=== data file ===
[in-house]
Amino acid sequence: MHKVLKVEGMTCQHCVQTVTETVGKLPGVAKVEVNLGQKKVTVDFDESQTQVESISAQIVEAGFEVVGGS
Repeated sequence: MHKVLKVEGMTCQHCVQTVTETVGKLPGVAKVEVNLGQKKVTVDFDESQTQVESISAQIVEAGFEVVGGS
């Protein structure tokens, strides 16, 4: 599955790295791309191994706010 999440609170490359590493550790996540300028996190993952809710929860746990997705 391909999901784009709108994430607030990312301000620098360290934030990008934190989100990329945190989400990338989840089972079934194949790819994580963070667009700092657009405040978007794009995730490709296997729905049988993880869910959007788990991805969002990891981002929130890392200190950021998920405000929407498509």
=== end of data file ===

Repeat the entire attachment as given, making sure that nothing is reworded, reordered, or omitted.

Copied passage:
[in-house]
Amino acid sequence: MHKVLKVEGMTCQHCVQTVTETVGKLPGVAKVEVNLGQKKVTVDFDESQTQVESISAQIVEAGFEVVGGS
Repeated sequence: MHKVLKVEGMTCQHCVQTVTETVGKLPGVAKVEVNLGQKKVTVDFDESQTQVESISAQIVEAGFEVVGGS
């Protein structure tokens, strides 16, 4: 599955790295791309191994706010 999440609170490359590493550790996540300028996190993952809710929860746990997705 391909999901784009709108994430607030990312301000620098360290934030990008934190989100990329945190989400990338989840089972079934194949790819994580963070667009700092657009405040978007794009995730490709296997729905049988993880869910959007788990991805969002990891981002929130890392200190950021998920405000929407498509």